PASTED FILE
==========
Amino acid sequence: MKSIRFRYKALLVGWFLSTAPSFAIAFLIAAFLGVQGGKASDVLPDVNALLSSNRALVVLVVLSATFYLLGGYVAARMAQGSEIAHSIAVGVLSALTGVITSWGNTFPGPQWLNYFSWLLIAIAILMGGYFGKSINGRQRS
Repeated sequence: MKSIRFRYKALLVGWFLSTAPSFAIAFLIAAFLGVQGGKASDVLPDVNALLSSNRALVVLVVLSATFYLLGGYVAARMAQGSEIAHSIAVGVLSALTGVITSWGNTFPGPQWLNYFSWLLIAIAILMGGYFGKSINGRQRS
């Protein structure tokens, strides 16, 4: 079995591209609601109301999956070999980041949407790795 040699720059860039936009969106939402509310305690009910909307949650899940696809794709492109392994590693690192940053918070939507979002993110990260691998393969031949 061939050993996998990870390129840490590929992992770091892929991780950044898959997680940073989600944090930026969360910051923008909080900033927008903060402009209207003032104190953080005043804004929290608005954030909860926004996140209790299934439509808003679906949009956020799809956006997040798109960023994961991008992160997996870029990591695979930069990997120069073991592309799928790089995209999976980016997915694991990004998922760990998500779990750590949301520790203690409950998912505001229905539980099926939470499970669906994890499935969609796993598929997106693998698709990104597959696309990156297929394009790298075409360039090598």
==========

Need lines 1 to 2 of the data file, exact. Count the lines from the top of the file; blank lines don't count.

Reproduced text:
Amino acid sequence: MKSIRFRYKALLVGWFLSTAPSFAIAFLIAAFLGVQGGKASDVLPDVNALLSSNRALVVLVVLSATFYLLGGYVAARMAQGSEIAHSIAVGVLSALTGVITSWGNTFPGPQWLNYFSWLLIAIAILMGGYFGKSINGRQRS
Repeated sequence: MKSIRFRYKALLVGWFLSTAPSFAIAFLIAAFLGVQGGKASDVLPDVNALLSSNRALVVLVVLSATFYLLGGYVAARMAQGSEIAHSIAVGVLSALTGVITSWGNTFPGPQWLNYFSWLLIAIAILMGGYFGKSINGRQRS